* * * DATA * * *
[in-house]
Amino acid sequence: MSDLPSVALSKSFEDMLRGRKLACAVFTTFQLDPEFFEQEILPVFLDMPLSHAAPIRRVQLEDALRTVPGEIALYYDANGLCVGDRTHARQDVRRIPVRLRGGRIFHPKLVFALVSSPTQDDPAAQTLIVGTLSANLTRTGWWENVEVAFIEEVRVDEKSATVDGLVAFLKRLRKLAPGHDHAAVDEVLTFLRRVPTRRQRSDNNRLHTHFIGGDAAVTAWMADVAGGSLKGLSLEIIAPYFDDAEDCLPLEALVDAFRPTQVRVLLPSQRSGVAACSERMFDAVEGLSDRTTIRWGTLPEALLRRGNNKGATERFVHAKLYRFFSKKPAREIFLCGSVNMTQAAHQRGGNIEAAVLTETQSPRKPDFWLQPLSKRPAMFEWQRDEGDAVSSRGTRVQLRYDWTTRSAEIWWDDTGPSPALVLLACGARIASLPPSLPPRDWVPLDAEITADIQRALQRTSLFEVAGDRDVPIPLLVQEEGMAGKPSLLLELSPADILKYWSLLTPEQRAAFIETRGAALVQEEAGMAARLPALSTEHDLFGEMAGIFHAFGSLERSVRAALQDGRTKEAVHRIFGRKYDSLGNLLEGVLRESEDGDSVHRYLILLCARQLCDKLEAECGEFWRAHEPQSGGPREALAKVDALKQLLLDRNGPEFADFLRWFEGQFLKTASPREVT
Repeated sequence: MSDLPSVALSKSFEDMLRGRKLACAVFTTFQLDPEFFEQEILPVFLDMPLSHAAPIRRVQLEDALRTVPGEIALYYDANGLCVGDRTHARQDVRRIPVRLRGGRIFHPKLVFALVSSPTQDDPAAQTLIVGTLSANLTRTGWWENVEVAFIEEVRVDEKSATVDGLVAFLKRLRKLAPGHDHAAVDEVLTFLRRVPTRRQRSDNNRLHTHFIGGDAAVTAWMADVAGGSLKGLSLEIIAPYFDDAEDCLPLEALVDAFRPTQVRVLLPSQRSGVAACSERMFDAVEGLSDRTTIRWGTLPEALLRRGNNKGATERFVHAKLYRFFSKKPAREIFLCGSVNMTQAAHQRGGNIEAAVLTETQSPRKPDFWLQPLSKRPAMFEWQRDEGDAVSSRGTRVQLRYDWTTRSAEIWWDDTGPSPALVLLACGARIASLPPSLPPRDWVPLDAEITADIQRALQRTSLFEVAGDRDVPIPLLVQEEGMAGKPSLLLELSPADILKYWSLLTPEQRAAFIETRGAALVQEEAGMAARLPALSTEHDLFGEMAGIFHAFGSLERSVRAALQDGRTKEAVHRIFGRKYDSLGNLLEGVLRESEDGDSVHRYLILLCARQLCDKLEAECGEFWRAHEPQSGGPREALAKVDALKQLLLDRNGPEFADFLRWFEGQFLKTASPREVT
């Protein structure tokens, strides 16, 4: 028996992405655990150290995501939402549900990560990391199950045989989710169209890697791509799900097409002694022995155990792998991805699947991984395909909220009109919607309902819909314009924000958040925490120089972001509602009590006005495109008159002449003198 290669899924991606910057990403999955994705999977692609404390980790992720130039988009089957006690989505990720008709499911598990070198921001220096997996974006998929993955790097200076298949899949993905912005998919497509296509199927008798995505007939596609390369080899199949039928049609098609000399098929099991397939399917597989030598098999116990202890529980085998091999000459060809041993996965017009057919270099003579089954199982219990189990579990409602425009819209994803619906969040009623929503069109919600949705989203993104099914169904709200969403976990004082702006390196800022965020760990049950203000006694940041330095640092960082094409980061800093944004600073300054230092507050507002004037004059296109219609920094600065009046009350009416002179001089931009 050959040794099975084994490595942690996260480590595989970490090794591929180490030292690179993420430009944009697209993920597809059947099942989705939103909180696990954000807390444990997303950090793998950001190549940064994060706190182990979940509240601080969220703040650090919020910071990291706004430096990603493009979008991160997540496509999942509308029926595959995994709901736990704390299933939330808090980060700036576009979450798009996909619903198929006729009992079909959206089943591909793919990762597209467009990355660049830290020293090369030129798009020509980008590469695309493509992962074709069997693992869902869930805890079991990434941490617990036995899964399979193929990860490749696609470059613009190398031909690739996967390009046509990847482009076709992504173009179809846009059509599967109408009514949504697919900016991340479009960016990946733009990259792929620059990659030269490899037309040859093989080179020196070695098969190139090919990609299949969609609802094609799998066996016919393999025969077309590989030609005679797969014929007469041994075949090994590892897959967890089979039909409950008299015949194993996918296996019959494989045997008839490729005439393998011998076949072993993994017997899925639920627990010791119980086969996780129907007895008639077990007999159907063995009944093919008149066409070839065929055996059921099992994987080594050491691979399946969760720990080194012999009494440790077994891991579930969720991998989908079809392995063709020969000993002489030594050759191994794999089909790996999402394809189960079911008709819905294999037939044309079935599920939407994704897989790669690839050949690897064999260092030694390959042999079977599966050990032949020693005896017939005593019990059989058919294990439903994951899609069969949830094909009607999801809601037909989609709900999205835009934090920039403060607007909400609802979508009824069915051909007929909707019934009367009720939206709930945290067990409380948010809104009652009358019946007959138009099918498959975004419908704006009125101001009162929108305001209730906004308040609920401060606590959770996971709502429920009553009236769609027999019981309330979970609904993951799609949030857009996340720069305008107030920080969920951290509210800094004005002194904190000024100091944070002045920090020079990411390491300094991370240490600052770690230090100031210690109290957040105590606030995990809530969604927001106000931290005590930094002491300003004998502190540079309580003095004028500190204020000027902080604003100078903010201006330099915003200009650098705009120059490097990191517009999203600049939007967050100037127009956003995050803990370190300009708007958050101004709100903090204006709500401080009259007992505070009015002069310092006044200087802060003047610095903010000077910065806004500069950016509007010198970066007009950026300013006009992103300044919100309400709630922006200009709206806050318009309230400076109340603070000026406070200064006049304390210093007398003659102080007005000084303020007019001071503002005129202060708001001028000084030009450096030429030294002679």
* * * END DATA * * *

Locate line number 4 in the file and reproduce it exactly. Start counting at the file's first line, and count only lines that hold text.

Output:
């Protein structure tokens, strides 16, 4: 028996992405655990150290995501939402549900990560990391199950045989989710169209890697791509799900097409002694022995155990792998991805699947991984395909909220009109919607309902819909314009924000958040925490120089972001509602009590006005495109008159002449003198 290669899924991606910057990403999955994705999977692609404390980790992720130039988009089957006690989505990720008709499911598990070198921001220096997996974006998929993955790097200076298949899949993905912005998919497509296509199927008798995505007939596609390369080899199949039928049609098609000399098929099991397939399917597989030598098999116990202890529980085998091999000459060809041993996965017009057919270099003579089954199982219990189990579990409602425009819209994803619906969040009623929503069109919600949705989203993104099914169904709200969403976990004082702006390196800022965020760990049950203000006694940041330095640092960082094409980061800093944004600073300054230092507050507002004037004059296109219609920094600065009046009350009416002179001089931009 050959040794099975084994490595942690996260480590595989970490090794591929180490030292690179993420430009944009697209993920597809059947099942989705939103909180696990954000807390444990997303950090793998950001190549940064994060706190182990979940509240601080969220703040650090919020910071990291706004430096990603493009979008991160997540496509999942509308029926595959995994709901736990704390299933939330808090980060700036576009979450798009996909619903198929006729009992079909959206089943591909793919990762597209467009990355660049830290020293090369030129798009020509980008590469695309493509992962074709069997693992869902869930805890079991990434941490617990036995899964399979193929990860490749696609470059613009190398031909690739996967390009046509990847482009076709992504173009179809846009059509599967109408009514949504697919900016991340479009960016990946733009990259792929620059990659030269490899037309040859093989080179020196070695098969190139090919990609299949969609609802094609799998066996016919393999025969077309590989030609005679797969014929007469041994075949090994590892897959967890089979039909409950008299015949194993996918296996019959494989045997008839490729005439393998011998076949072993993994017997899925639920627990010791119980086969996780129907007895008639077990007999159907063995009944093919008149066409070839065929055996059921099992994987080594050491691979399946969760720990080194012999009494440790077994891991579930969720991998989908079809392995063709020969000993002489030594050759191994794999089909790996999402394809189960079911008709819905294999037939044309079935599920939407994704897989790669690839050949690897064999260092030694390959042999079977599966050990032949020693005896017939005593019990059989058919294990439903994951899609069969949830094909009607999801809601037909989609709900999205835009934090920039403060607007909400609802979508009824069915051909007929909707019934009367009720939206709930945290067990409380948010809104009652009358019946007959138009099918498959975004419908704006009125101001009162929108305001209730906004308040609920401060606590959770996971709502429920009553009236769609027999019981309330979970609904993951799609949030857009996340720069305008107030920080969920951290509210800094004005002194904190000024100091944070002045920090020079990411390491300094991370240490600052770690230090100031210690109290957040105590606030995990809530969604927001106000931290005590930094002491300003004998502190540079309580003095004028500190204020000027902080604003100078903010201006330099915003200009650098705009120059490097990191517009999203600049939007967050100037127009956003995050803990370190300009708007958050101004709100903090204006709500401080009259007992505070009015002069310092006044200087802060003047610095903010000077910065806004500069950016509007010198970066007009950026300013006009992103300044919100309400709630922006200009709206806050318009309230400076109340603070000026406070200064006049304390210093007398003659102080007005000084303020007019001071503002005129202060708001001028000084030009450096030429030294002679």